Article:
On November 30, 2016, I had the pleasure to hold a talk at the University of Leipzig, delivered to a group of MA-students in American Lit and Cultural Studies, and I have to say: It was a real pleasure to discuss my ideas and concepts in such a concentrated and critical atmosphere.
I was invited by Gabriele Pisarz-Ramírez to present in her seminar “Constructing Deviance” and happily agreed to talk about “Masked Deviance? Transnational Memes and Affective Politics in Contemporary U.S. Cultures of Dissent.” Once again, one of those long, off-putting titles of mine.
The students were really great interlocutors and I had the impression that they were genuinely interested in the new forms of protest and democratic (or not so democratic?) deliberation and participation that answers to calls of deviance in late modern societies.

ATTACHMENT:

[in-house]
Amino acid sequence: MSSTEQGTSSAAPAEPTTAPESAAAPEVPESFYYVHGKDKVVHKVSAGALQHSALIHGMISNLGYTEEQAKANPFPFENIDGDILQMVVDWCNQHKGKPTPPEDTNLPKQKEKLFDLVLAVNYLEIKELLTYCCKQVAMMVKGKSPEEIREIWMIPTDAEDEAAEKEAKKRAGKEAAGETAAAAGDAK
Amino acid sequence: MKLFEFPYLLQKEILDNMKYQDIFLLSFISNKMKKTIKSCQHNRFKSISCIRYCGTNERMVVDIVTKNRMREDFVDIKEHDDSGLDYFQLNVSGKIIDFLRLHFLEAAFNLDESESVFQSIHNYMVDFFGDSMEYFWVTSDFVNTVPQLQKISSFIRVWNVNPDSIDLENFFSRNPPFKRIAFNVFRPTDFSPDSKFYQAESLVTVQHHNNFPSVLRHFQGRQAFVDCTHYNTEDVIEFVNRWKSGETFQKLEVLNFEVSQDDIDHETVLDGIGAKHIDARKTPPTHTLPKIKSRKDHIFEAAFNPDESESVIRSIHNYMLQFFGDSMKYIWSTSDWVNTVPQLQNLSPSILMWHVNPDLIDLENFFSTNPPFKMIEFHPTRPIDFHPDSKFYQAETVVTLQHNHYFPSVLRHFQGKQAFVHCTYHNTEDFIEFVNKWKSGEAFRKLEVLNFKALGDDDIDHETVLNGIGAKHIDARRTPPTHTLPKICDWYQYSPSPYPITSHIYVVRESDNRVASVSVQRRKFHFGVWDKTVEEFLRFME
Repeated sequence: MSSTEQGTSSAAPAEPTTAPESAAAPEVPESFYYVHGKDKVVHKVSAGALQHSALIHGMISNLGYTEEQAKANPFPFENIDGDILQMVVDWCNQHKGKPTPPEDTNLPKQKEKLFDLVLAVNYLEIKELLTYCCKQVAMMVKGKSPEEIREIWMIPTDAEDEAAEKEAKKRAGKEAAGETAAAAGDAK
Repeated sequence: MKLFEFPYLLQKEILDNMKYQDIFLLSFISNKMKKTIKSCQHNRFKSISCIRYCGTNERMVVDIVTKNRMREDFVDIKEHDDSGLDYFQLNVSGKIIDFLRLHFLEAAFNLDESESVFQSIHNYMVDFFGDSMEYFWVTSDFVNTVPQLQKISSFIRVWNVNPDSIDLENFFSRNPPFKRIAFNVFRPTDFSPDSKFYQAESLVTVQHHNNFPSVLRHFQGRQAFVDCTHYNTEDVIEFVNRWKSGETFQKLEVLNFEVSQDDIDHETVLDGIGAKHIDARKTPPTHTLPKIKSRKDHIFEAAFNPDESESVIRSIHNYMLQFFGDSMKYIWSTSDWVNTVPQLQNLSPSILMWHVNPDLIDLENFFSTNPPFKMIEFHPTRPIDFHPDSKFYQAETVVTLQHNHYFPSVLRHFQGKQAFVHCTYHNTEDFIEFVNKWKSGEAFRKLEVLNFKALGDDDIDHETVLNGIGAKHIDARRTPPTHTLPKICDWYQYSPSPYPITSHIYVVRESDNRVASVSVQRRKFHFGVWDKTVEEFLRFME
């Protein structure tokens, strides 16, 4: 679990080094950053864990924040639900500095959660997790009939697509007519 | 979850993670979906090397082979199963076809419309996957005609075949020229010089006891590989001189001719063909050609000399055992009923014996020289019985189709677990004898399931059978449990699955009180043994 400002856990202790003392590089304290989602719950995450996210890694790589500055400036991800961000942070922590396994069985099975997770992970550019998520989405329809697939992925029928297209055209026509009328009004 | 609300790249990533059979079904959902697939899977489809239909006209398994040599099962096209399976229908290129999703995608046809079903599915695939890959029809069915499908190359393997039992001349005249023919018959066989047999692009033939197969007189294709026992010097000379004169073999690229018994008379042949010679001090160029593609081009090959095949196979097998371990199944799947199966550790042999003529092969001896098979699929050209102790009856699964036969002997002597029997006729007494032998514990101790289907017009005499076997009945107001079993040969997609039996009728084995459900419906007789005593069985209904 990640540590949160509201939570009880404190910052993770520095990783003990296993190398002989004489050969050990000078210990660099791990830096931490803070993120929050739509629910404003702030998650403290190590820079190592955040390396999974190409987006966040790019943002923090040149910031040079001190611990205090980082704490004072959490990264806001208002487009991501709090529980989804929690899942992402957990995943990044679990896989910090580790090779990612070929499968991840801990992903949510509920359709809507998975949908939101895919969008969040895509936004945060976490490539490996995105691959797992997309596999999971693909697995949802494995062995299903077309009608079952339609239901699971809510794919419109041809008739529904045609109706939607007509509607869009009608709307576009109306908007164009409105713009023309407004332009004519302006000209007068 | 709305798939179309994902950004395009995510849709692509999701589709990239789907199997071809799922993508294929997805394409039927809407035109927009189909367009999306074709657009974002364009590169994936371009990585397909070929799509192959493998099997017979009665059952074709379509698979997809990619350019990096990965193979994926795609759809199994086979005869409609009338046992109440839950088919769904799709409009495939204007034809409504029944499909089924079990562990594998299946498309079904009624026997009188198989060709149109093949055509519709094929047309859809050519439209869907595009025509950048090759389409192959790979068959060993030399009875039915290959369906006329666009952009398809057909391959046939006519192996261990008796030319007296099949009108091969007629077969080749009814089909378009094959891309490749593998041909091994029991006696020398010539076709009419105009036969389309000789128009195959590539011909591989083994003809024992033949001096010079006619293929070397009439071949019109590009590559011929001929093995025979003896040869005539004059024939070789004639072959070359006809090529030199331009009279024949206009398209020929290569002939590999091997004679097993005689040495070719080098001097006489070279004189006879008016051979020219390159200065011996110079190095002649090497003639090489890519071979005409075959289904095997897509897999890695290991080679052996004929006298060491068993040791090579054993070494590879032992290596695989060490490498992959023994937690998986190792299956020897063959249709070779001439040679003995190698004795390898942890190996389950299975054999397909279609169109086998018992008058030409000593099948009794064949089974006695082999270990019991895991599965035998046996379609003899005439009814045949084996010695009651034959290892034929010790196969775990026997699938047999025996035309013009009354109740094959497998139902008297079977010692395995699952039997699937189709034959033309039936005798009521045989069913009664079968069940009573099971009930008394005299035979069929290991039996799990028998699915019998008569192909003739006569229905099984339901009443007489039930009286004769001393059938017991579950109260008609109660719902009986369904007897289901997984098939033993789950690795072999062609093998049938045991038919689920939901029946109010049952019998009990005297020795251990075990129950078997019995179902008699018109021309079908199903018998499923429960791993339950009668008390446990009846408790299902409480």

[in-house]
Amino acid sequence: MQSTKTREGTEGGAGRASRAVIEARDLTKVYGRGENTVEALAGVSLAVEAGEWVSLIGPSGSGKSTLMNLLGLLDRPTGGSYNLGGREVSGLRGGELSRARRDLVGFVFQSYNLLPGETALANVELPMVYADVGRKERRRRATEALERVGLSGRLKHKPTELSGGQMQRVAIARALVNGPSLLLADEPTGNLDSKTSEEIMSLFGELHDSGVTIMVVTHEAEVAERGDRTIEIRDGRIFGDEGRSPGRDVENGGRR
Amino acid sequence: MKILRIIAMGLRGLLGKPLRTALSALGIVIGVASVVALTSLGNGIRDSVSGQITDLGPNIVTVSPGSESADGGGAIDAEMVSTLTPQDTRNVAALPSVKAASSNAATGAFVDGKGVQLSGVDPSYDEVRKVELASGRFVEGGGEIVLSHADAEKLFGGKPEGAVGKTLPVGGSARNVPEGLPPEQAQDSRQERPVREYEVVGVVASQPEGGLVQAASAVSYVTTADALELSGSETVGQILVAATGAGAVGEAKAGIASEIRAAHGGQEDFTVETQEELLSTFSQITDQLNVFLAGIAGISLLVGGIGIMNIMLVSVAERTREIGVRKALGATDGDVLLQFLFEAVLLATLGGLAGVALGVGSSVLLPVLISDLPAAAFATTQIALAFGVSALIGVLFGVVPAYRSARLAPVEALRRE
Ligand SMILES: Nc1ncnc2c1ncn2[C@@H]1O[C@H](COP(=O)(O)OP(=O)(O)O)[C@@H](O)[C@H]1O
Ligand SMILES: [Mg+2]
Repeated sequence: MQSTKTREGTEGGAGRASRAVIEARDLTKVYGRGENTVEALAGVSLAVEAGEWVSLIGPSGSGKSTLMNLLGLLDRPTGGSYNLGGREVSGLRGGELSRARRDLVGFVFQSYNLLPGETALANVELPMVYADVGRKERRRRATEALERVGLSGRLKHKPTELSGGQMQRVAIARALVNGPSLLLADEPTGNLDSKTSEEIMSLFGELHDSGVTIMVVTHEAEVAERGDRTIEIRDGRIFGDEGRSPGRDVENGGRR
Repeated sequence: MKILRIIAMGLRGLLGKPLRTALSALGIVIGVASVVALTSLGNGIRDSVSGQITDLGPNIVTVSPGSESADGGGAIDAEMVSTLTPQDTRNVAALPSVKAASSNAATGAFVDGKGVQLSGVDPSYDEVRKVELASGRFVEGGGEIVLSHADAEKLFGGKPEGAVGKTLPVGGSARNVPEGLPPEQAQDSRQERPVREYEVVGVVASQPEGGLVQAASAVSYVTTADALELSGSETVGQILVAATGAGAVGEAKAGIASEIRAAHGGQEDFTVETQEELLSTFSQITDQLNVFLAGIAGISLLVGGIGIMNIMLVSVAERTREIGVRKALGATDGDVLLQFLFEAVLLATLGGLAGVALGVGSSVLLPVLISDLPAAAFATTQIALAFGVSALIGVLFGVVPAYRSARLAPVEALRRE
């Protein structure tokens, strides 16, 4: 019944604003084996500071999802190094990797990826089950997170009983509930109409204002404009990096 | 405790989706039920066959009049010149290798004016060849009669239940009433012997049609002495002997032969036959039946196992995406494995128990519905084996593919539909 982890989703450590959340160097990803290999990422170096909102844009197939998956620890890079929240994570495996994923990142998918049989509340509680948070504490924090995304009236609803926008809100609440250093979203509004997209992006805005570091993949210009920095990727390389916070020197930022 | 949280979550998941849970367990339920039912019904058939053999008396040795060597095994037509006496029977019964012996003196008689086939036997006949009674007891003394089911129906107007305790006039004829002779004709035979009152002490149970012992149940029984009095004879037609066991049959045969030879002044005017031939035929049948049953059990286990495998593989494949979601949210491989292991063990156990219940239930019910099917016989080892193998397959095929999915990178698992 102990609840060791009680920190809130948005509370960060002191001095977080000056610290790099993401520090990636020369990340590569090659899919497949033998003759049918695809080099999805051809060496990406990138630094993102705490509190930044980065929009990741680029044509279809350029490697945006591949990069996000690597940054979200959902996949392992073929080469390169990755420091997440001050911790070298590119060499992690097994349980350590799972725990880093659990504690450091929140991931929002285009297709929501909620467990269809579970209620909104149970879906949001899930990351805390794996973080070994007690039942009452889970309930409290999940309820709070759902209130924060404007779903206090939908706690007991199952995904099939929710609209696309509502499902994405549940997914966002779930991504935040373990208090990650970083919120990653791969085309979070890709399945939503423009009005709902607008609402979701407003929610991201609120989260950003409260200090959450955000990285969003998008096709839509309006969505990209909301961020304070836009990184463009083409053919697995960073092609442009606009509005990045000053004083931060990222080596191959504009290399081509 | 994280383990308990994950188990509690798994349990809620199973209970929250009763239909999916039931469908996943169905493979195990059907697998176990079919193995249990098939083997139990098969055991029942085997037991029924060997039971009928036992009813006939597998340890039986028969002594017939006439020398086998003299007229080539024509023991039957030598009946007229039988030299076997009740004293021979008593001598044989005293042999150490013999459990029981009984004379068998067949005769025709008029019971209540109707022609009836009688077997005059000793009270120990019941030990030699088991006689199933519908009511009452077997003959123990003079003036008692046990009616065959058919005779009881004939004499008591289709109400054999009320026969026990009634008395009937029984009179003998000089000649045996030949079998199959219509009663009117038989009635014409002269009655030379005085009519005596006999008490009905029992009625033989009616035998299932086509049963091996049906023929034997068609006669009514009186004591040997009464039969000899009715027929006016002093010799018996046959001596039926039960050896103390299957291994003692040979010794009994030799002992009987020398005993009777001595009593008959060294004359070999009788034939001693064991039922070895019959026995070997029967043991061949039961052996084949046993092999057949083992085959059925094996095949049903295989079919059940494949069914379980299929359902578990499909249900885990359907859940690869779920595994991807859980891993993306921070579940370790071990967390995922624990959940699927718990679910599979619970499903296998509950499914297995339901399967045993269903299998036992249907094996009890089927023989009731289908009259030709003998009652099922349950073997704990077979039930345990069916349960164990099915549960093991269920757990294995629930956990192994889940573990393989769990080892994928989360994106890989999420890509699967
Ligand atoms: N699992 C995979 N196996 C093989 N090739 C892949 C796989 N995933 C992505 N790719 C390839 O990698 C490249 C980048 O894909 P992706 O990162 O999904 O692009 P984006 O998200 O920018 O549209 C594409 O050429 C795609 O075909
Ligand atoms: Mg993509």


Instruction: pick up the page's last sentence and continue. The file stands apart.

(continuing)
The discussion was prepared before Donald Trumps’s electoral victory some 20 days prior, and although this decision loomed large in the back of our heads, we avoided concentrating too much on it, and went for more general social phenomena instead.
It was an extremely enjoyable experience to have 90 minutes to discuss my observations with the participants of the class, and I hope that their positive reaction towards the topic means not only that they liked the talk, but that they intend to think through the conditions we as scholars, citizens and (maybe) activists face nowadays.